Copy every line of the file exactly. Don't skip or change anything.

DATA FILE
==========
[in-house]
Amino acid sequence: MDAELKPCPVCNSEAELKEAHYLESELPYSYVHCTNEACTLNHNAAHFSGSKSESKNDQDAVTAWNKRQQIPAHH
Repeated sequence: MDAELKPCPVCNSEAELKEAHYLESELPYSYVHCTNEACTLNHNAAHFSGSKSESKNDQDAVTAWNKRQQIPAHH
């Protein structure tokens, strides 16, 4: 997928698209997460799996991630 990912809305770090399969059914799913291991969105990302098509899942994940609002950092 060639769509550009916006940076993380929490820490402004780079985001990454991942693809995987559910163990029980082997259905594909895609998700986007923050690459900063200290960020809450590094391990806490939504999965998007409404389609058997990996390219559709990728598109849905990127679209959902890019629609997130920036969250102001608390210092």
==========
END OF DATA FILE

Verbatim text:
[in-house]
Amino acid sequence: MDAELKPCPVCNSEAELKEAHYLESELPYSYVHCTNEACTLNHNAAHFSGSKSESKNDQDAVTAWNKRQQIPAHH
Repeated sequence: MDAELKPCPVCNSEAELKEAHYLESELPYSYVHCTNEACTLNHNAAHFSGSKSESKNDQDAVTAWNKRQQIPAHH
């Protein structure tokens, strides 16, 4: 997928698209997460799996991630 990912809305770090399969059914799913291991969105990302098509899942994940609002950092 060639769509550009916006940076993380929490820490402004780079985001990454991942693809995987559910163990029980082997259905594909895609998700986007923050690459900063200290960020809450590094391990806490939504999965998007409404389609058997990996390219559709990728598109849905990127679209959902890019629609997130920036969250102001608390210092």